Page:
First city comment on the townhouse “micropermitting” report

The first city official we pinged about this (see earlier report) was Council President Richard Conlin — and he replied tonight:

Thanks for the message. I am very familiar with this problem — we caught a developer on Greenwood doing this a couple of years ago, not for the design review purpose, but to evade sidewalk construction requirements. When we reported it to DPD, they were able to enforce the requirement by telling the developer that both parts of the project had to be permitted together. I wasn’t aware that it was as widespread as your story indicates, I thought the one we found was an isolated instance.

Since DPD did take corrective action on the one we found, that suggests that it is not the law that needs to be changed, but rather that something in DPD’s procedures. I’m wondering if there were complaints made on any of these projects and if DPD responded in any way. It may be that a Councilmember intervening might be necessary, which would be unfortunate, as that should not be required, but it is a path that can be taken.

Council President Conlin, you may recall, had some interesting comments about development — “McMansions” in particular — during his appearance last week before the Alki Community Council (WSB coverage here). One other note — we sent the “micropermitting” link from earlier today to our favorite citywide news blog, Slog, thinking they might be interested since Slog and parent publication The Stranger pay closer attention to development issues than many other citywide news sources. They posted a followup late today; if you haven’t seen it yet, that link is here.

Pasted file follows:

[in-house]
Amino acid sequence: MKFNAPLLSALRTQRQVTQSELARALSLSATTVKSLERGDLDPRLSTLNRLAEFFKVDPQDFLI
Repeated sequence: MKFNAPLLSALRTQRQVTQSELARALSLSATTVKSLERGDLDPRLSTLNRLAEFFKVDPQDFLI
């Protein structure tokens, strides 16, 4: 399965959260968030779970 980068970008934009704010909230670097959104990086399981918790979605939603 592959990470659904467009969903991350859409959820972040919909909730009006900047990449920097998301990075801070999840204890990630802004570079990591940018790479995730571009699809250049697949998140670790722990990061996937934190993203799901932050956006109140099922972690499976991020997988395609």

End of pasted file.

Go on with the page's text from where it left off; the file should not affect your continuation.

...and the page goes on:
13 Replies to "First city comment on the townhouse "micropermitting" report"

  • David Foster January 26, 2008 (7:14 am)

    Mr. Conlin, with all due respect, if you thought the project you cited was an isolated case, then you are not “very familiar” with this problem.

    Scores of projects are being permitted this way. Please, take leadership and put a stop to this!

  • Jen January 26, 2008 (7:53 am)

    Bravo for bringing this issue to the attention of all of us who live amidst these awful townhomes. Many of us who make a living in real estate are pained by the direction new construction is and has been going in West Seattle and throughout the city. I may make a living listing and selling property but I have to live next to these (usually poorly built) eyesores just like everyone else and frankly I’m sick of it.

  • Alvis January 26, 2008 (10:10 am)

    The city also needs to stop letting builders routinely get away with developing on sloped property and measuring height limits from the highest part of the slope, usually an alley, instead of measuring height limits from the street level of the slope.

  • tb January 26, 2008 (12:48 pm)

    @1: agreed…with all due respect mr.conlin, if you think there are only isolated incidents of this (seriously??), i suggest you take a quick look around! it is so hard not to notice. please do something.

  • ‘Micropermitting’ - the zoning loop hole that lets you build more » Smarter Neighbors January 26, 2008 (1:50 pm)

    […] was interesting to note in a follow-up post on (props to WSB on the active follow-up, you’re kicking the Times butt […]

  • candrewb January 26, 2008 (2:48 pm)

    Mr Conlin, also with all due respect, your explanation is weak.

  • Vlad O January 26, 2008 (6:18 pm)